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New osteoporosis formulation could boost adherence

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A new formulation of a bisphosphonate drug has the potential to improve adherence among women with postmenopausal osteoporosis, according to specialist nurses.

The “first buffered” alendronate is designed to minimise the gastrointestinal side effects commonly associated with traditional alendronate treatments, according to company Internis Pharmaceuticals.

“The clinical consequence of this low adherence is an increased risk of fracture”

Karen Graham

Alendronate acid 70mg (Binosto) is now available on prescription as a once-weekly effervescent tablet, which dissolves to create a “pleasant tasting” strawberry-flavoured liquid formulation.

Internis said it had been specifically designed to overcome the difficulties patients have with gastrointestinal side effects of traditional alendronates and to offer patients an effective alternative that helps them to remain compliant with treatment.

The National Institute for Health and Clinical Excellence currently recommends alendronate as an option for the prevention of first fractures in a number of groups who have a high risk of fracture.

Previous research suggests that long-term treatment with alendronate is effective at improving bone mineral density from 2.4% to 8.8%, and reducing the risk of fracture from 12% to 49%.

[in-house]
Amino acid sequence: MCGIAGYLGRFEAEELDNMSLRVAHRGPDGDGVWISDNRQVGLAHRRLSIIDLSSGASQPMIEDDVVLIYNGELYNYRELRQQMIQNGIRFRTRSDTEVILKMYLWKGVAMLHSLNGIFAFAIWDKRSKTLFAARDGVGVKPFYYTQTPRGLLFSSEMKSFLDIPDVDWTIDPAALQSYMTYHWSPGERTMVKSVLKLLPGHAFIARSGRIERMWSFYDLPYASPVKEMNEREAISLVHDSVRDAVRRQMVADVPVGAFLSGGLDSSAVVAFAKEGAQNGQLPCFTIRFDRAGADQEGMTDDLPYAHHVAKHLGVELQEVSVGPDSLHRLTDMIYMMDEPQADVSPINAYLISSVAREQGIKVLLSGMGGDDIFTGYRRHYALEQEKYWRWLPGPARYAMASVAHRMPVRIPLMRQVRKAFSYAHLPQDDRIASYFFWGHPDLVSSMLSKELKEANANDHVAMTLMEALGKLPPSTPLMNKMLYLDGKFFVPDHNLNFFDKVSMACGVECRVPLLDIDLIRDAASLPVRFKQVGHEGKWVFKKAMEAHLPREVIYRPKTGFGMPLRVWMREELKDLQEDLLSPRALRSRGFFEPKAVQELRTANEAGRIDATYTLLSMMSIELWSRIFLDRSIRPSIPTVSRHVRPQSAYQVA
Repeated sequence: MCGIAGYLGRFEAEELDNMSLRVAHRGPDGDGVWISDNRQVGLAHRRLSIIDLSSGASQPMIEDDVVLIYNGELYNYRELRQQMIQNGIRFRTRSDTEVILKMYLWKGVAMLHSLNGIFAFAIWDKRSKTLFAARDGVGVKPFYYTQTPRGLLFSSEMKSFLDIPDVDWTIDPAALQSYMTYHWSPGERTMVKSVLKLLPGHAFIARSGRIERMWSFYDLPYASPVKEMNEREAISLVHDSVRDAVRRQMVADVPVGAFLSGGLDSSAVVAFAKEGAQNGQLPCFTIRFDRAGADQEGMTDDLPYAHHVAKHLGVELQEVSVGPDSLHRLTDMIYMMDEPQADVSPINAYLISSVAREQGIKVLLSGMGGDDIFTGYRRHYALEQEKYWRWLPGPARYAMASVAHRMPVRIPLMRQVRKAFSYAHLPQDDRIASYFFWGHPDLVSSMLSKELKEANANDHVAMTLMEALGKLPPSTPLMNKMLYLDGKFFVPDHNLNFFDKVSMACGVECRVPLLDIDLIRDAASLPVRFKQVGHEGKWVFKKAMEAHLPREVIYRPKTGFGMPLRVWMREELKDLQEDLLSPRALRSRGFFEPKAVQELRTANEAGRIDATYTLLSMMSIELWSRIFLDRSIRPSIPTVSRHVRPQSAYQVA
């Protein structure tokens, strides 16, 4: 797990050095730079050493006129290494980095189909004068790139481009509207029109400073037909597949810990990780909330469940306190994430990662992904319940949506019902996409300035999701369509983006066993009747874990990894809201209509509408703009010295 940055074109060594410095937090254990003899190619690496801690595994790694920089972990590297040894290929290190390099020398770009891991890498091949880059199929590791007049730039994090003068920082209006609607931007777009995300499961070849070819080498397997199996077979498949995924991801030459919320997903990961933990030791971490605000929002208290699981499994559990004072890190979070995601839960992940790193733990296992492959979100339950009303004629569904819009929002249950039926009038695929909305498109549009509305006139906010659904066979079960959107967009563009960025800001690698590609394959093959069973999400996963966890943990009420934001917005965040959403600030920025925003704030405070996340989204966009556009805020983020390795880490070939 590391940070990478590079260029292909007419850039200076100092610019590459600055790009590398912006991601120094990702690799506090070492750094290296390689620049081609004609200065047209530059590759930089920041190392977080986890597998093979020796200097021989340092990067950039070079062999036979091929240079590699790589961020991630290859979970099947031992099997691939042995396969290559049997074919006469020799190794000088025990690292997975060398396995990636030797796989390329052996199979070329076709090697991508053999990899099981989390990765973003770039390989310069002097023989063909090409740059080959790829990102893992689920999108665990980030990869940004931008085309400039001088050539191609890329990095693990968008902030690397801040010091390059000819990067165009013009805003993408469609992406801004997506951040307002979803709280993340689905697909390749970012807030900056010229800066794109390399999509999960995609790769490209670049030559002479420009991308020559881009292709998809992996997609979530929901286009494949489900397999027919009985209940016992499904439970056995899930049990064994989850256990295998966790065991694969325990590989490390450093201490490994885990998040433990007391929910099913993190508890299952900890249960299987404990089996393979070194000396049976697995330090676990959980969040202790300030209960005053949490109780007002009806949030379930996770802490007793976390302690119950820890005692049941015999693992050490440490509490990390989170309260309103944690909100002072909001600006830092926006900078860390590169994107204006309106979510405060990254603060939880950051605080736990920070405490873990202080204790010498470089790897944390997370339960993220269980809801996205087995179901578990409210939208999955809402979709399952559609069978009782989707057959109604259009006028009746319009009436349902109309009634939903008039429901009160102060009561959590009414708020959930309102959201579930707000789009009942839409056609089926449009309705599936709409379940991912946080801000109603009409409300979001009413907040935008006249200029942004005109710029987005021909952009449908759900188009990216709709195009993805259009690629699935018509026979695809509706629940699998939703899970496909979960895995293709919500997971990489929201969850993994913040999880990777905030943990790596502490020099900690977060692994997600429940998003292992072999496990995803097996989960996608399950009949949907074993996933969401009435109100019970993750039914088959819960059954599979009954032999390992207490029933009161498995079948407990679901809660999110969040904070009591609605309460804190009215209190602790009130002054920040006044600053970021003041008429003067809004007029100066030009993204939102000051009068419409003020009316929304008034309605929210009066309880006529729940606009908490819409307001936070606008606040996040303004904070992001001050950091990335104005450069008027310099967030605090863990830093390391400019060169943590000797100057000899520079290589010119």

However, compliance with alendronate tablets is poor, leading to a higher risk of hospital admission and fracture risk.

The formulation, which completely dissolves in just 120ml of plain water, is designed to overcome the difficulties in swallowing pills that some patients experience and to increase the pH of the stomach, minimising the common gastrointestinal side effects.

Karen Graham, an osteoporosis specialist nurse with NHS Borders, said: “Oral bisphosphonates are the first line treatment, however, these medicines can have harsh gastrointestinal side effects.

“In practice, nine out of 10 patients are unable to continue treatment for more than a year due to side effects,” she said. “The clinical consequence of this low adherence is an increased risk of fracture.”

She added: “A treatment that can minimise these gastrointestinal side effects is likely to improve patient tolerance, increase adherence and lead to improved patient outcomes.”

Internis said it would be closely monitoring prescription data to confirm that patients adhered to Binosto for longer.

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Readers' comments (1)

  • A soluble product already exists! However, a large proportion of concordance with bisphosphonate therapies is centred on reluctance with medications per se. Whilst the product might be more palatable, there remains the inextricable issues of patients' autonomy and subjectivity.

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